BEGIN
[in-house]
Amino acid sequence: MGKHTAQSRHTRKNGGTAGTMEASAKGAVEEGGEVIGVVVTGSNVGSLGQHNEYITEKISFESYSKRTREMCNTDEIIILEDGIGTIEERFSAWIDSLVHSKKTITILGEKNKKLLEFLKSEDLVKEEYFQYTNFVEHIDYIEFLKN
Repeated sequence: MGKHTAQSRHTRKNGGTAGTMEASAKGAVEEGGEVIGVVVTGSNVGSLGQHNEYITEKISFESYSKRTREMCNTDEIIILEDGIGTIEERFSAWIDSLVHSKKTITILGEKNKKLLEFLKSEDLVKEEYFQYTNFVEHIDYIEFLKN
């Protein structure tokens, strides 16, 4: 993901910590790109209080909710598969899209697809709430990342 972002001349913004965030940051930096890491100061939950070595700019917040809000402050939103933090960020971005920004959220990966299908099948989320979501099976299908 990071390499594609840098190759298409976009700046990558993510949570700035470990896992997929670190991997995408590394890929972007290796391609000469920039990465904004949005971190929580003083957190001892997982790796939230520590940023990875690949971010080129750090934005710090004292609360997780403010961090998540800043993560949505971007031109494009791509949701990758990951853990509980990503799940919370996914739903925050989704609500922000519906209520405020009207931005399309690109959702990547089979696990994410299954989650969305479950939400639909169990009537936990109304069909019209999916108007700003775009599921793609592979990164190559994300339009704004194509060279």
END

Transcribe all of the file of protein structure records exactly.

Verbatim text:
[in-house]
Amino acid sequence: MGKHTAQSRHTRKNGGTAGTMEASAKGAVEEGGEVIGVVVTGSNVGSLGQHNEYITEKISFESYSKRTREMCNTDEIIILEDGIGTIEERFSAWIDSLVHSKKTITILGEKNKKLLEFLKSEDLVKEEYFQYTNFVEHIDYIEFLKN
Repeated sequence: MGKHTAQSRHTRKNGGTAGTMEASAKGAVEEGGEVIGVVVTGSNVGSLGQHNEYITEKISFESYSKRTREMCNTDEIIILEDGIGTIEERFSAWIDSLVHSKKTITILGEKNKKLLEFLKSEDLVKEEYFQYTNFVEHIDYIEFLKN
């Protein structure tokens, strides 16, 4: 993901910590790109209080909710598969899209697809709430990342 972002001349913004965030940051930096890491100061939950070595700019917040809000402050939103933090960020971005920004959220990966299908099948989320979501099976299908 990071390499594609840098190759298409976009700046990558993510949570700035470990896992997929670190991997995408590394890929972007290796391609000469920039990465904004949005971190929580003083957190001892997982790796939230520590940023990875690949971010080129750090934005710090004292609360997780403010961090998540800043993560949505971007031109494009791509949701990758990951853990509980990503799940919370996914739903925050989704609500922000519906209520405020009207931005399309690109959702990547089979696990994410299954989650969305479950939400639909169990009537936990109304069909019209999916108007700003775009599921793609592979990164190559994300339009704004194509060279």